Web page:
12-21-12: Apocalypse date is almost a palindrome

I won't lie to you. I've watched far too many apocalyptic documentaries on the History Channel in recent weeks. If you were to sneak up behind me right now and pop a balloon, I'd jump all the way to the ceiling and then cling like a cartoon cat to the light fixture, every hair on my body standing on end. I'd shriek and wet myself and all the change would spill out of my pockets. Are you proud of yourself?


I'm a little freaked out, I admit it. Here we are, just days from The End of Everything and I haven't even begun to prepare for survival. No escape pod, no underground bunker and not one ounce of survival serum like that dreamy Charlton Heston in "Omega Man."

When the universe cracks open and all that we know and love is sucked into the void, I'll be just like the rest of you, staring at the rent sky, jaw hanging and muttering, "What the ..." just before it all goes black. And even though in space no one can hear you scream, people can still laugh, and you cold-hearted curs will be laughing plenty because I will have wet myself again.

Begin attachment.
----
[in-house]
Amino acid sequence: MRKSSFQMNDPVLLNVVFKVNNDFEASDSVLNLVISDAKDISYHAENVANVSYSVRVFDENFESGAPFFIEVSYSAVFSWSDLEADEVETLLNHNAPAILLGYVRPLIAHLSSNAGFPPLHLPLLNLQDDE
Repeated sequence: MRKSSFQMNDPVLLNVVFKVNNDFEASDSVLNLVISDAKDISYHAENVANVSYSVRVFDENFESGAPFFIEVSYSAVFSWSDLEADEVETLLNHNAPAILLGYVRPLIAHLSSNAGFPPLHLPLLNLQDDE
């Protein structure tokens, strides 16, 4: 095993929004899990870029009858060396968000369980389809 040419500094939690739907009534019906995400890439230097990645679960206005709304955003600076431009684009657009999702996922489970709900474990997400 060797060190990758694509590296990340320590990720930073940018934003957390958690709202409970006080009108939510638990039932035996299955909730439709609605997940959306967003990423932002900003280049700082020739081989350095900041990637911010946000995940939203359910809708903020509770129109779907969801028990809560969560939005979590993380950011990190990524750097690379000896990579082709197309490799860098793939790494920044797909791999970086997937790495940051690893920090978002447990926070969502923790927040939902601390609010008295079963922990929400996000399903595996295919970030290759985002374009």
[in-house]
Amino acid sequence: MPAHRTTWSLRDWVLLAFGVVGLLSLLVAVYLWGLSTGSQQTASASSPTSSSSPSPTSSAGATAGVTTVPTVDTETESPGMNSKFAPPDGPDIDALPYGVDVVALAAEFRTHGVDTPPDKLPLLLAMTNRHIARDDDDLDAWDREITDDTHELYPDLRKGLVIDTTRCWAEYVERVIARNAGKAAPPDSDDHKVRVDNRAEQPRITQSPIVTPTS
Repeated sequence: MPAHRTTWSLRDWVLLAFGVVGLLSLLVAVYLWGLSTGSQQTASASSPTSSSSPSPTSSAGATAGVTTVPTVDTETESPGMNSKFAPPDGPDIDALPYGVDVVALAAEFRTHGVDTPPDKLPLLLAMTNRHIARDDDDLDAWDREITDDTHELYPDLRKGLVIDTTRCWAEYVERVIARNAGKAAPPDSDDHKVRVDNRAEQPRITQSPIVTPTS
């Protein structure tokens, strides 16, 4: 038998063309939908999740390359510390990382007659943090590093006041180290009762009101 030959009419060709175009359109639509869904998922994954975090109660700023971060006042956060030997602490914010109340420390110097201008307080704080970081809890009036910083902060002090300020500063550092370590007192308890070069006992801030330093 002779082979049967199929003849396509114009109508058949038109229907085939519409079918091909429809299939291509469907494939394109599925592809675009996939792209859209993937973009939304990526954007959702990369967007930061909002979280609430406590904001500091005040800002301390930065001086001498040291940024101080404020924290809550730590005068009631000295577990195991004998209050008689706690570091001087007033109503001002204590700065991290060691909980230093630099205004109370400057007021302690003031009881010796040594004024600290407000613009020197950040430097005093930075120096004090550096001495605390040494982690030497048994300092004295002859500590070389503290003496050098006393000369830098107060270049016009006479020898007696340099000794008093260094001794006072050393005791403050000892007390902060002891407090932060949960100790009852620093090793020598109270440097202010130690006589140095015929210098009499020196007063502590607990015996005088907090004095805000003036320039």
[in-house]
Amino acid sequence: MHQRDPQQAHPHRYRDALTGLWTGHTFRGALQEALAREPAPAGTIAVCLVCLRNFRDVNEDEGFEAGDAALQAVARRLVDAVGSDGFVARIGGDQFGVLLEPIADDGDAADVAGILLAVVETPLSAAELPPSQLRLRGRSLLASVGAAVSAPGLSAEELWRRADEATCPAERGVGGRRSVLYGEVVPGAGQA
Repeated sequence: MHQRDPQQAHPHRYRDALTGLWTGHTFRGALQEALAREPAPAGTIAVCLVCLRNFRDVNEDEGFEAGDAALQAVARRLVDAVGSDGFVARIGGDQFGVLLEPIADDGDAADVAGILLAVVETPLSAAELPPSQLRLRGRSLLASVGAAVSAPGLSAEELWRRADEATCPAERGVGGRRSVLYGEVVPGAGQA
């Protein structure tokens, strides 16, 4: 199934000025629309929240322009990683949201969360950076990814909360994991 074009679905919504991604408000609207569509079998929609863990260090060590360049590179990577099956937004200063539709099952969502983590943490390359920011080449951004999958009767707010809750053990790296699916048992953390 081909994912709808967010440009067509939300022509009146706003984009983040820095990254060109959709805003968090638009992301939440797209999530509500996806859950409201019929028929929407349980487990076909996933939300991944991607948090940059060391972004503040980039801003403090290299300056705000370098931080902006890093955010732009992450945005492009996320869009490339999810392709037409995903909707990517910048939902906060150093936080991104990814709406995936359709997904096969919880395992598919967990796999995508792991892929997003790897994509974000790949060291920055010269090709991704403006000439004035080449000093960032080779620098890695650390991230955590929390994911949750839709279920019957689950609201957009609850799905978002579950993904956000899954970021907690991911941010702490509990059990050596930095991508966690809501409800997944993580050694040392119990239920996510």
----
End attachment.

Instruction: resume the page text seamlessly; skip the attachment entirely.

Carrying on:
As far as I can tell, I'm the only one with apprehension over this looming doom. In 2010, it seemed like everybody was talking about the encroaching horror of Dec. 21, 2012. It's almost a palindrome, for God's sake. How can it be anything but real?

But now? Nothing. White noise about every trivial thing in the world, but not a peep about the End of Days. You're out there playing Angry Birds or plucking lint from your navel while I'm pacing the cold floors and fretting about these final hours.

I know what you're thinking about: all those empty cautions that have come and gone. Y2K in the late '90s. Pat Robertson's warnings of doom in 1982 and 2006. Pat Robertson's warnings of doom in 2008 and 2010. Harold Camping's Rapture Remix of 1994 and the revisions that followed. All end-of-the-world forecasts that titillated, frightened and then fizzled. Non-events not worth the sandwich boards upon which they were written.

Which is exactly my point. We've sneered, scoffed at and survived so many doomsday prognostications, one of them is bound to get us sooner or later. And frankly, I think the Mayan calendar with its spooky omissions is just the thing to deliver the goods after all those cries of wolf.

But in what form will it come? The History Channel gives us a long list that reads like a menu at the Doomsday Cafe. Can I offer you a nuclear war, monsieur, to get you started? Perhaps you'd like to try a super volcano, plague or economic collapse? With a side order of solar flare, of course, and a creamy asteroid sauce to top it off.

Mayans aside, you can't say we never saw it coming. How we've managed to last this long is a marvel in itself, what with our holy wars, acts of terror and atomic-bomb staring contests. In the long history of the Earth, we've only been here a short time and every second has been a precarious stroll along a tightrope.